Ever notice how the ads Facebook pushes and Tiktok recommends to watch are now very close to what you’ve been talking about with friends and family lately? Today, microphones are embedded in almost everything, from our phones, watches and TVs to voice assistants, and they are always listening to you. Computers are constantly using neural networks and artificial intelligence to process your voice in order to get information about you. If you want to prevent this from happening, how can you go about it?
Researchers at Columbia Engineering have developed a new system that generates whispered sounds that you can play in any room in any situation to stop smart devices from spying on you. And it’s easy to implement on hardware such as computers and smartphones, enabling people to protect the privacy of their voices.
Staying ahead of the conversation
While the team’s results in disrupting automatic speech recognition systems are theoretically known to be possible in artificial intelligence, implementing them fast enough to be used in real-world applications remains a major bottleneck. The problem is that the voice that interrupts a person’s speech right now at this particular moment is not the voice that will interrupt speech a second later. When people speak, their voices change constantly as they say different words and speak very fast. These changes make it nearly impossible for a machine to keep up with the rapid pace of a person’s speech.
“Our algorithm is able to keep up by predicting the characteristics of what a person will say next, giving it enough time to produce the correct whisper,” said Mia Chiquier, first author of the study and a doctoral student in the Vondrick lab. “So far, our approach works for most English words, and we plan to apply the algorithm to more languages and eventually make whispering sound completely undetectable.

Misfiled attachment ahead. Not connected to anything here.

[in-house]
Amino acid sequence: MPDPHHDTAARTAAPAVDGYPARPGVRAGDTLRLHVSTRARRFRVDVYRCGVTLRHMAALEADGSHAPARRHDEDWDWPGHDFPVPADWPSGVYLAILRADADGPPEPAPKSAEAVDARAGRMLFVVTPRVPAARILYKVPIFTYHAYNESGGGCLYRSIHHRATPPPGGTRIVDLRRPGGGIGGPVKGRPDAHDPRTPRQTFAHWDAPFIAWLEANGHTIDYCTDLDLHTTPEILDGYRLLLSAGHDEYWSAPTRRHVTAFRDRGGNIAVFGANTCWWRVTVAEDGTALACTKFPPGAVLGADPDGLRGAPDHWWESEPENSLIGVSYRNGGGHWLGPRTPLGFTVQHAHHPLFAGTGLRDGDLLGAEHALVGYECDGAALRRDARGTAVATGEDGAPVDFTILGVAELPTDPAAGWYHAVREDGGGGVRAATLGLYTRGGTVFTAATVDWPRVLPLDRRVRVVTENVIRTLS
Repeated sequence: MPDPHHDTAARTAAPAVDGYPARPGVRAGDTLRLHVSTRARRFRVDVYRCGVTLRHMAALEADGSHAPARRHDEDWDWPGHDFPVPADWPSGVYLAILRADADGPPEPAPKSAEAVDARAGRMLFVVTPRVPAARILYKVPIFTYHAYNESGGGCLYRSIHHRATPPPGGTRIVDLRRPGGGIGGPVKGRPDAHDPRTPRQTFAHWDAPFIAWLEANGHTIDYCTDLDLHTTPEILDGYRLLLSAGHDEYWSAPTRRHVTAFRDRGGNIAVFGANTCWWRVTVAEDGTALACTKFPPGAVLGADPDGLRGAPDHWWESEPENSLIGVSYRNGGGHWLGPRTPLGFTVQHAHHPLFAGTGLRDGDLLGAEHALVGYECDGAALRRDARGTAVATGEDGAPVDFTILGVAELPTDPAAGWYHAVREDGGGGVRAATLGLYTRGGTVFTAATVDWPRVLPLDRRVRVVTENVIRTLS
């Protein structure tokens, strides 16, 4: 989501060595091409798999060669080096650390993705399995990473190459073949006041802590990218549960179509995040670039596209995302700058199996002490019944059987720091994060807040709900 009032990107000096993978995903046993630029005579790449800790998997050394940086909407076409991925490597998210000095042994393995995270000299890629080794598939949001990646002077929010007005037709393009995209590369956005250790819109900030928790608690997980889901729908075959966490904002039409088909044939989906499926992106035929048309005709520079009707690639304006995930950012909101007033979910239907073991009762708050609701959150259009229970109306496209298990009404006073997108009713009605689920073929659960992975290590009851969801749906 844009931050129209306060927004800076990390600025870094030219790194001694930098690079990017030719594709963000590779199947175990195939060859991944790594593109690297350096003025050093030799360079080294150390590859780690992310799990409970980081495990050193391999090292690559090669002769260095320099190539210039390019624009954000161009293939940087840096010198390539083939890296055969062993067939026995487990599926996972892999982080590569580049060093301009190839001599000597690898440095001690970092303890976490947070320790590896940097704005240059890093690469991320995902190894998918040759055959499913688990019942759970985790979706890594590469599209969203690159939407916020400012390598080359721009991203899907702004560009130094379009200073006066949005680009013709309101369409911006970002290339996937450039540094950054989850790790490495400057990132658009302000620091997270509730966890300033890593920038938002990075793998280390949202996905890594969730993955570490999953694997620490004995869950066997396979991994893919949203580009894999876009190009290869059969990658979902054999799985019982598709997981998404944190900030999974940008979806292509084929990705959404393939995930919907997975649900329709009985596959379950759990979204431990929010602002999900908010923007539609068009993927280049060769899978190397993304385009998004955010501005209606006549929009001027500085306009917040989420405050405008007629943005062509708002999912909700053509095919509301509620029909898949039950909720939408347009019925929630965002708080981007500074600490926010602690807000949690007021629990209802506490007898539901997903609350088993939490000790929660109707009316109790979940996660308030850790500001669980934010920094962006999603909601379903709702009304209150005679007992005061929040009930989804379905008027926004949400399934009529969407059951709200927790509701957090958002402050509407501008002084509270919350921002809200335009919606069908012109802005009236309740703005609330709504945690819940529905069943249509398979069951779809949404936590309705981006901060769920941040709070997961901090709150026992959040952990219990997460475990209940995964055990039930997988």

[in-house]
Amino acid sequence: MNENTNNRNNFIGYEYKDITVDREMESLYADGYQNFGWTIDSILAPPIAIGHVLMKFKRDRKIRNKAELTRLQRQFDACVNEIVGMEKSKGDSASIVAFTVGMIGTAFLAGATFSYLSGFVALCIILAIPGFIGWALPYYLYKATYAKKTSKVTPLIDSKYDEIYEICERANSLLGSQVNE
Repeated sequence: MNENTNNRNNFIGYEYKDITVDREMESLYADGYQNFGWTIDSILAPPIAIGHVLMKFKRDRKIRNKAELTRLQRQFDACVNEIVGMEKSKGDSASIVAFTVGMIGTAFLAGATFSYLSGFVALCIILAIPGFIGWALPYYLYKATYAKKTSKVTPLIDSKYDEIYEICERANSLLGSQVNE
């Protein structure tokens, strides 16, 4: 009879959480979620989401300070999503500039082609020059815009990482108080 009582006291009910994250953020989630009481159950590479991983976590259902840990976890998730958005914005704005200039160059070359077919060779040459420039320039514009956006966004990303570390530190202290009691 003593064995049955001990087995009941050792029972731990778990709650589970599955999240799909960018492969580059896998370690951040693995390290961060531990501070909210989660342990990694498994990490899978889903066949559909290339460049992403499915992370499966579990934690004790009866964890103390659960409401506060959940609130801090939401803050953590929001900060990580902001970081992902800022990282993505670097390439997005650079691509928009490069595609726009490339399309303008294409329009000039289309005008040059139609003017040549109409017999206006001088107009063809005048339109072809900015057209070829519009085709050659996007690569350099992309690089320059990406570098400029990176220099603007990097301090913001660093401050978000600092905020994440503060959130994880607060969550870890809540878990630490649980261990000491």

Launching a “predictive attack”
Researchers need to design an algorithm that can disrupt neural networks in real time, can be generated continuously as speech is uttered, and is applicable to most words in the language. While earlier work has met at least one of these three requirements, none has met all three. transcription of any word. In addition, when the attack sounds are broadcast wirelessly, they need to be large enough to disrupt any rogue “listening” microphones that may be far away. The attack sounds need to carry the same distance as the voices.
The researchers’ approach achieves real-time performance by predicting future attacks on the signal or word, conditional on two seconds of input speech. The team optimized the attack so that its volume resembled normal background noise, allowing people in the room to talk naturally without being successfully monitored by the automatic speech recognition system. The team successfully demonstrated that their method works in real rooms with natural ambient noise and complex scene geometry.
The Ethical Bottom Line of Artificial Intelligence
“For many of us in the research community, the ethics of artificial intelligence technology is a fundamental issue, but it seems to belong to a separate thought process. It’s like being so happy that we finally built a driving car, but forgot to design the steering wheel and brakes,” said Jianbo Shi, a professor of computer and information science at the University of Pennsylvania and a leading researcher in machine learning. “As a community, we need to ‘consciously’ think about the human and societal impacts of the AI technologies we develop from the earliest stages of research design. research by Mia Chiquier and Carl Vondrick asks the question: “How can AI be used to protect us from accidental AI use of AI? Their work has led many of us to think in the following direction: Instead of asking what ethical AI can do for us, what ethical boundaries can we hold for AI? Once we believe in this direction, the study of AI ethics is equally interesting and creative.